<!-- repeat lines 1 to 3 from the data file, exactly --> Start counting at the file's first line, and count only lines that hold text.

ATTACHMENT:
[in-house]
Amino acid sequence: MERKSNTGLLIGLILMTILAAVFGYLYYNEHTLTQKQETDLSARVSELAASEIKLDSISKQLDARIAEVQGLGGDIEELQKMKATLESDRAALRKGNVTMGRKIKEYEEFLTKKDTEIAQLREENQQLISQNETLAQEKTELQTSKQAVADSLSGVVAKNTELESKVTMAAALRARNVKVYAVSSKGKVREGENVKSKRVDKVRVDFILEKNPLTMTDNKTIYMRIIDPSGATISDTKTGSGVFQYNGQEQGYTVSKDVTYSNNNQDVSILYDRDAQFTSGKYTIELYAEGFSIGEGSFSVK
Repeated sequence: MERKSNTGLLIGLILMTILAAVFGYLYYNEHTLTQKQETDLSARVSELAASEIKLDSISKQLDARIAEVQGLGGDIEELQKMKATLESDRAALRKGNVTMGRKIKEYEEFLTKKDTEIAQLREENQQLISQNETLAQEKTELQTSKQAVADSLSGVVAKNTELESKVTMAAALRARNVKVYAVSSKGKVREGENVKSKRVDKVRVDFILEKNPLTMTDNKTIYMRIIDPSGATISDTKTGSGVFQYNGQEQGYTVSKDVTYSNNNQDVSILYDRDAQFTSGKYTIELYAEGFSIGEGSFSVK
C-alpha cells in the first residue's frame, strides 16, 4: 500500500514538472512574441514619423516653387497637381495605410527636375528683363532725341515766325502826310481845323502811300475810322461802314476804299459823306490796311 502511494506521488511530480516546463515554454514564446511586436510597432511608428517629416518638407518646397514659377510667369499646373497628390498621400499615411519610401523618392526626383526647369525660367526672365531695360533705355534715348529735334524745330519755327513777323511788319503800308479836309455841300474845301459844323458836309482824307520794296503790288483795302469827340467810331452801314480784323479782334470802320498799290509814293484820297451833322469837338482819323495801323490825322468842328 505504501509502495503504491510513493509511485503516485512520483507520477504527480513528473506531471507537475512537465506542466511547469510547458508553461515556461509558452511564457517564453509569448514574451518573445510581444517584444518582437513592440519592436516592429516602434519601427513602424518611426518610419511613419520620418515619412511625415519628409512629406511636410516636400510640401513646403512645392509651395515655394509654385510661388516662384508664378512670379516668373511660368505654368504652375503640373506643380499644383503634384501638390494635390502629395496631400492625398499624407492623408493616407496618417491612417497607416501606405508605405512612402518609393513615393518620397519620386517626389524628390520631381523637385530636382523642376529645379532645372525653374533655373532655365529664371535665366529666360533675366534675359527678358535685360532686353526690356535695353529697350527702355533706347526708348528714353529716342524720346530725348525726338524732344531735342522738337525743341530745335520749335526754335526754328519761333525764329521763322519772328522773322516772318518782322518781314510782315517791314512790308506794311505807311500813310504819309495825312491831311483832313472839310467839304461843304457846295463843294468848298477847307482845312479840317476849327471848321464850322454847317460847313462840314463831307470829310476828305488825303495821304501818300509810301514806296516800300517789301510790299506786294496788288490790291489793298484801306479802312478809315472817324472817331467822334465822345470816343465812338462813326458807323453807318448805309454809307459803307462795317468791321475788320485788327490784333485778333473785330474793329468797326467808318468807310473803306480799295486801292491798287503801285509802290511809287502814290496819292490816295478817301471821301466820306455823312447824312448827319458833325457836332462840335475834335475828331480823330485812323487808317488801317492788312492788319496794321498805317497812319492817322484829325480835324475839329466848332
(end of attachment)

[in-house]
Amino acid sequence: MERKSNTGLLIGLILMTILAAVFGYLYYNEHTLTQKQETDLSARVSELAASEIKLDSISKQLDARIAEVQGLGGDIEELQKMKATLESDRAALRKGNVTMGRKIKEYEEFLTKKDTEIAQLREENQQLISQNETLAQEKTELQTSKQAVADSLSGVVAKNTELESKVTMAAALRARNVKVYAVSSKGKVREGENVKSKRVDKVRVDFILEKNPLTMTDNKTIYMRIIDPSGATISDTKTGSGVFQYNGQEQGYTVSKDVTYSNNNQDVSILYDRDAQFTSGKYTIELYAEGFSIGEGSFSVK
Repeated sequence: MERKSNTGLLIGLILMTILAAVFGYLYYNEHTLTQKQETDLSARVSELAASEIKLDSISKQLDARIAEVQGLGGDIEELQKMKATLESDRAALRKGNVTMGRKIKEYEEFLTKKDTEIAQLREENQQLISQNETLAQEKTELQTSKQAVADSLSGVVAKNTELESKVTMAAALRARNVKVYAVSSKGKVREGENVKSKRVDKVRVDFILEKNPLTMTDNKTIYMRIIDPSGATISDTKTGSGVFQYNGQEQGYTVSKDVTYSNNNQDVSILYDRDAQFTSGKYTIELYAEGFSIGEGSFSVK